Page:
Recently, I asked a rather large online publisher — which I will not “call out” by name — to withdraw from publication my manuscript for a book. For at least three reasons, I was not impressed with its impersonal approach to me as an author, let alone a human being. First, the publisher would email me about my manuscript. However, when I attempted to reply to each email, it would come back to me, marked as “Permanent Error.” In other words, I could not respond to the publisher’s message. There is a loss of humanity in that kind of business dealing!
Second, in emailing me, the publisher would address me as an anonymous entity, writing, for instance, “Hello.” As a person, I have a name and it begins with “Timothy” or “Tim.” My name, then, is not “Hello.” “Hello, Tim or Timothy” would be more personal than simply writing “Hello.” Thus, to attempt to enter into a contractual agreement and not be addressed as a person is, at best, indicative of a lack of professionalism, and, at worst, a lack of respect for, say, an author, client or customer as a person.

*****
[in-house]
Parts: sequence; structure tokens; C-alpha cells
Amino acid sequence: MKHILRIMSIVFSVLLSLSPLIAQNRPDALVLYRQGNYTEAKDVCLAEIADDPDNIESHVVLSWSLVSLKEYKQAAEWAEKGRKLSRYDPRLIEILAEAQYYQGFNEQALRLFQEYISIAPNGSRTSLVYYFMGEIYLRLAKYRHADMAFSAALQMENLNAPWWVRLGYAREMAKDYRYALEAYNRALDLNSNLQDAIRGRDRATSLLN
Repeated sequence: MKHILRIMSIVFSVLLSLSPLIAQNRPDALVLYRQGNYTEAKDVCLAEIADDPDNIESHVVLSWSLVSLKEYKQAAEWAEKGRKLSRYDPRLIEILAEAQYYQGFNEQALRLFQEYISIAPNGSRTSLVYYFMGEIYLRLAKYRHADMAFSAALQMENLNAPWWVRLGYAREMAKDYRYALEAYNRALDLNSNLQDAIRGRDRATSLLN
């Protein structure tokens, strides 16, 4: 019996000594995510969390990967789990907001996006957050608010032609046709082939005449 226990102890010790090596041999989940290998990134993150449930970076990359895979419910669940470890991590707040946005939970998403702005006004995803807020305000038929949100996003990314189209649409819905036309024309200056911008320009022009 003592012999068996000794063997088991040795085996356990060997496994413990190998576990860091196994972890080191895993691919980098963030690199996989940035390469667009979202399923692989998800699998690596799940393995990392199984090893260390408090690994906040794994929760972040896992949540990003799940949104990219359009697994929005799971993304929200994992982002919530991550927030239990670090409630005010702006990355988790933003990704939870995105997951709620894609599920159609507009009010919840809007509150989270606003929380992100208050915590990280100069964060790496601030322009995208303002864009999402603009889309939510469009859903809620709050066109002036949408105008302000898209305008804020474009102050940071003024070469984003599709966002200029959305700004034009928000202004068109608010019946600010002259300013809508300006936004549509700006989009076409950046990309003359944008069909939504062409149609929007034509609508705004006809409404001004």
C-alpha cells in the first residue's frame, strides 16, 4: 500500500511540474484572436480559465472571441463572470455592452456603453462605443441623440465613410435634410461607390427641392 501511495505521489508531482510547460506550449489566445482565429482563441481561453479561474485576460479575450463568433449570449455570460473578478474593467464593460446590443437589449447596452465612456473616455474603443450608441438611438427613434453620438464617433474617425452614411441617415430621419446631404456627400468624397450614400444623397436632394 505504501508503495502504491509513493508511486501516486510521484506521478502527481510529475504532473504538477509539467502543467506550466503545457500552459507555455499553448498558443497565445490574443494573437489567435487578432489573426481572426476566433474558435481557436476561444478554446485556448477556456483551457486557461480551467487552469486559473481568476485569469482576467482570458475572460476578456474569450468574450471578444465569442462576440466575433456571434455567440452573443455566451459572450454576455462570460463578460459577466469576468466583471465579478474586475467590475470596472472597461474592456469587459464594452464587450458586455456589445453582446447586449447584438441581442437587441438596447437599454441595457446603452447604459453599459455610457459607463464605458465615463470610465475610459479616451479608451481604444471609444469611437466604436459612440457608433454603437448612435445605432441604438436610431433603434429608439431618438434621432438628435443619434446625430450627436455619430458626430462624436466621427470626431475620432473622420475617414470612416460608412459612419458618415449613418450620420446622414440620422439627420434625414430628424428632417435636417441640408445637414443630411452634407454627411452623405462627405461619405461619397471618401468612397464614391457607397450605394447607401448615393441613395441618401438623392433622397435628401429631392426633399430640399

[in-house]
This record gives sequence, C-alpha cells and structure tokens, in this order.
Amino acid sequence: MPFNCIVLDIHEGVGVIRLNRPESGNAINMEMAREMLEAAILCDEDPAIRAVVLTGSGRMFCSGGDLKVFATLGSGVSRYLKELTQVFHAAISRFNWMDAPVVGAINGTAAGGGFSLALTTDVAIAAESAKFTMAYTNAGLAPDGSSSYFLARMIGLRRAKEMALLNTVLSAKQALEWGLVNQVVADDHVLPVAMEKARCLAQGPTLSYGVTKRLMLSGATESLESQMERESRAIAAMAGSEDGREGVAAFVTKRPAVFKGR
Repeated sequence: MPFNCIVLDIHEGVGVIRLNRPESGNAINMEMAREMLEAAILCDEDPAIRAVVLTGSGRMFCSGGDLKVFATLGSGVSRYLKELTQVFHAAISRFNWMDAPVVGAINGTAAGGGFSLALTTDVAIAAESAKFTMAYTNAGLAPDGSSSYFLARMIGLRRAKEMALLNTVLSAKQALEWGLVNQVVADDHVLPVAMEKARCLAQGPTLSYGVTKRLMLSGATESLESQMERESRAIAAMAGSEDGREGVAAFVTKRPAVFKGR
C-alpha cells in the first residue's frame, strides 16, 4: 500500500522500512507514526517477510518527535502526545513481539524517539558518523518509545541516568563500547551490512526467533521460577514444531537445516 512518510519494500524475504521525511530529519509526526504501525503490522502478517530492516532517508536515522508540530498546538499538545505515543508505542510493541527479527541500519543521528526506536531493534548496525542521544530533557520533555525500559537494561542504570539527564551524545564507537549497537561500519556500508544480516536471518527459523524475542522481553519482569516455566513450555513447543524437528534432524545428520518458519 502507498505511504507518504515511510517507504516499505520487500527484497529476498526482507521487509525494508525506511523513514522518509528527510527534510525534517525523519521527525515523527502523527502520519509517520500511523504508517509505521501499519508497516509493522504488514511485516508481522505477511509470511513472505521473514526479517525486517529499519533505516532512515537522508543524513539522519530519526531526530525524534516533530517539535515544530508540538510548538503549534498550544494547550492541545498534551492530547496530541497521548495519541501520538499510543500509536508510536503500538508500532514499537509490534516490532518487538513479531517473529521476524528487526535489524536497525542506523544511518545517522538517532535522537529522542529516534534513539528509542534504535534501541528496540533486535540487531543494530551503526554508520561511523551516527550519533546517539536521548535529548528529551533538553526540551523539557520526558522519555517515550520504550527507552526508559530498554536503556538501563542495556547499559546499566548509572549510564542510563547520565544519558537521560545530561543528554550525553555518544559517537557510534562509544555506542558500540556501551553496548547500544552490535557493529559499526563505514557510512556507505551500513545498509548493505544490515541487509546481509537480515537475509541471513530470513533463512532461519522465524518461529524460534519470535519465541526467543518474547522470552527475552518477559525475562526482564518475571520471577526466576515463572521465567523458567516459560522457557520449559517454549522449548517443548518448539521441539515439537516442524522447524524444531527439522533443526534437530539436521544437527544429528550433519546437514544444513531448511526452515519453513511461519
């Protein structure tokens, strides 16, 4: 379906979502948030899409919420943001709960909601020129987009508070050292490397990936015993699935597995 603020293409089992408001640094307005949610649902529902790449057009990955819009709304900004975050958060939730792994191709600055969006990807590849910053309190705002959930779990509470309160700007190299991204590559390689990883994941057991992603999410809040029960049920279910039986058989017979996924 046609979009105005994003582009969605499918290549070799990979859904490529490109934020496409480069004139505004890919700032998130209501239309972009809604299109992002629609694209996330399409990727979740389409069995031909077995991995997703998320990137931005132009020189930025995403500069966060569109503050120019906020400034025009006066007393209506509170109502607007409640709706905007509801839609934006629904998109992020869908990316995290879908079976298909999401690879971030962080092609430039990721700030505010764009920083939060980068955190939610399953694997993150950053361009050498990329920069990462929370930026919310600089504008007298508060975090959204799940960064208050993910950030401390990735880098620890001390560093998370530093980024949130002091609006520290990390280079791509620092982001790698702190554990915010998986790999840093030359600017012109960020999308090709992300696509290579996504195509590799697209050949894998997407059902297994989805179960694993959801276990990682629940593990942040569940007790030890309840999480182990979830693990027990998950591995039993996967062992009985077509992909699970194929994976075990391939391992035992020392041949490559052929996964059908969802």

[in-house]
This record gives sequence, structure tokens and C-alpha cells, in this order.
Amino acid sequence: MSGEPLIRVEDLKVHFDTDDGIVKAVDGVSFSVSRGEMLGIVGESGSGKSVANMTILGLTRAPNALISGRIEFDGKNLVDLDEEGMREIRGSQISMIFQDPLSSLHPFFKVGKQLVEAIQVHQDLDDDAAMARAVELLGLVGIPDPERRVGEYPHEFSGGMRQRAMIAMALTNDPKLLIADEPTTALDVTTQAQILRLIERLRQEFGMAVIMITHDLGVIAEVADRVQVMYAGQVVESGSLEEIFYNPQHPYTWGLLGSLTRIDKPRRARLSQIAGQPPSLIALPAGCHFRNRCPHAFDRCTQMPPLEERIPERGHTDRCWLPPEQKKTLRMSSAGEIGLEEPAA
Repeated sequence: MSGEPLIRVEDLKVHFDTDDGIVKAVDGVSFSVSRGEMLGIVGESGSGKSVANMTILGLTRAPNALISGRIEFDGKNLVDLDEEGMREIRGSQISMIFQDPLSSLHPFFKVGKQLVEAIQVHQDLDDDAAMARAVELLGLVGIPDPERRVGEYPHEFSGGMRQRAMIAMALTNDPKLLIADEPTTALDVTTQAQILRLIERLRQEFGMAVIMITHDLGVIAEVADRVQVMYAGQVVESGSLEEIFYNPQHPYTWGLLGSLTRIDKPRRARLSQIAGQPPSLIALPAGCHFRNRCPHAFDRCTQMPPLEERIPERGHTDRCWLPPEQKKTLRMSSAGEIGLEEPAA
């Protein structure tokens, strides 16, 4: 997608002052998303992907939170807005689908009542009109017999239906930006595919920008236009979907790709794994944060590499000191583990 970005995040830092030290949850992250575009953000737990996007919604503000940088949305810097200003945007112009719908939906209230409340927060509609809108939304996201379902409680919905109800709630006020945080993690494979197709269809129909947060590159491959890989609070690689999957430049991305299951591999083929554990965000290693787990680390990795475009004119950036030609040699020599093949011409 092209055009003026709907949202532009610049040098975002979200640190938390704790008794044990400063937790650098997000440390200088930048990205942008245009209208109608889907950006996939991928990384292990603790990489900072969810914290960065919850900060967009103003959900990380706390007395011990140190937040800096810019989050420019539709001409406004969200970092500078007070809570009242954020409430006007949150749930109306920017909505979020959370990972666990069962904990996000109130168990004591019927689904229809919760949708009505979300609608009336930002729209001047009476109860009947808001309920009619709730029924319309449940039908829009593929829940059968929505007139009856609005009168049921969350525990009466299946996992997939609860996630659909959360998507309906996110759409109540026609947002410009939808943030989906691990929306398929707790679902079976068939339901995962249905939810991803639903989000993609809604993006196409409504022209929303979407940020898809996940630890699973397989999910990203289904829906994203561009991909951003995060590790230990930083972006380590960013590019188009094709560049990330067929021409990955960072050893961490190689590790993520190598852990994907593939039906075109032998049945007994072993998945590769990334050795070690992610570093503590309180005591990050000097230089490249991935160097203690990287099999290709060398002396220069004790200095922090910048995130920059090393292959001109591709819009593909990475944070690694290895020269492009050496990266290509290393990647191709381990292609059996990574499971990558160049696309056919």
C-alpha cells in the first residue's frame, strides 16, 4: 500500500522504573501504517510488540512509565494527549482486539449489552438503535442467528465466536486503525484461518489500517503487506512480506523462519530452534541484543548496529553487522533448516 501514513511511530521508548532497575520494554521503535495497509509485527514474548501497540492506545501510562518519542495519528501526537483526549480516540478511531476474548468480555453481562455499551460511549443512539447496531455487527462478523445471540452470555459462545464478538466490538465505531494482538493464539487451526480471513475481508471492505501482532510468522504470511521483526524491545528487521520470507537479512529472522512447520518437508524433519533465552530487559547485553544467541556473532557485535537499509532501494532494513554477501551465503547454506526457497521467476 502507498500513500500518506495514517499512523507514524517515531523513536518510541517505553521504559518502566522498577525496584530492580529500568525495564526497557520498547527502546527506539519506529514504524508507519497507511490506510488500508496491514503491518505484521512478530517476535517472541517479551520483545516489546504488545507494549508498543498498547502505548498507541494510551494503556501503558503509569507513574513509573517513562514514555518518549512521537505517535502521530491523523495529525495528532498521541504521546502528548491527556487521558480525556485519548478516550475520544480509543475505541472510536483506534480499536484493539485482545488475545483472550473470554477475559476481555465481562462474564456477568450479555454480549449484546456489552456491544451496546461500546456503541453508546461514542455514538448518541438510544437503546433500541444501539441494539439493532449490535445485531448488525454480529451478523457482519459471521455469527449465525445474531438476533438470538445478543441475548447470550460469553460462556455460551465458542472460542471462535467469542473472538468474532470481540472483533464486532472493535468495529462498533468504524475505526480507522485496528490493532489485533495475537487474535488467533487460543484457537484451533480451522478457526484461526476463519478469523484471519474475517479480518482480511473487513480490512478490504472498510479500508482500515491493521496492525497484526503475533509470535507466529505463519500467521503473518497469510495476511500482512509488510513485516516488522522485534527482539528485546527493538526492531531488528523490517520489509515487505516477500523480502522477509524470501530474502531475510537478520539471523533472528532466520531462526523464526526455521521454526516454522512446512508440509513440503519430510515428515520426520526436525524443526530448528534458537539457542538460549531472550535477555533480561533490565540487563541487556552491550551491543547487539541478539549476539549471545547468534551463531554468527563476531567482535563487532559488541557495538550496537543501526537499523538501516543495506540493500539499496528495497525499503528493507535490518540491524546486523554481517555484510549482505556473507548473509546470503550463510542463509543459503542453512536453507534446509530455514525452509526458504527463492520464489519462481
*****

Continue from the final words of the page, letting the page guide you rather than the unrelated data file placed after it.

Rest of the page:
Third, the publisher would not provide me with a phone number at which to contact him or her, so that I can discuss my manuscript with an actual human being. As online businesses expand throughout the world, it is becoming even more difficult to talk with a real, live, flesh-and-blood person. Rather, communication between persons is reducible to electronic links or email messages.
Now, I am not criticizing online businesses in themselves. I have, then, no problem with people “making a good living online;” nor do I have an objection to the expansion of online businesses. Nor, for that matter, do I have any problem with communicating through emails, provided that they have some kind of humanity or personal “touch” to them. My main concern, though, is that as businesses expand throughout the world, what may be at risk of being undermined or even attacked is the humanity of business transactions themselves. Thus, it would be well for businesses neither to miss nor ignore the obvious, which is that, ultimately, transactions are made between persons, not things. It would also be well for online businesses to sensitize their employees to the fact that behind “the electronic connection” is a human person. He or she should be addressed and treated as such.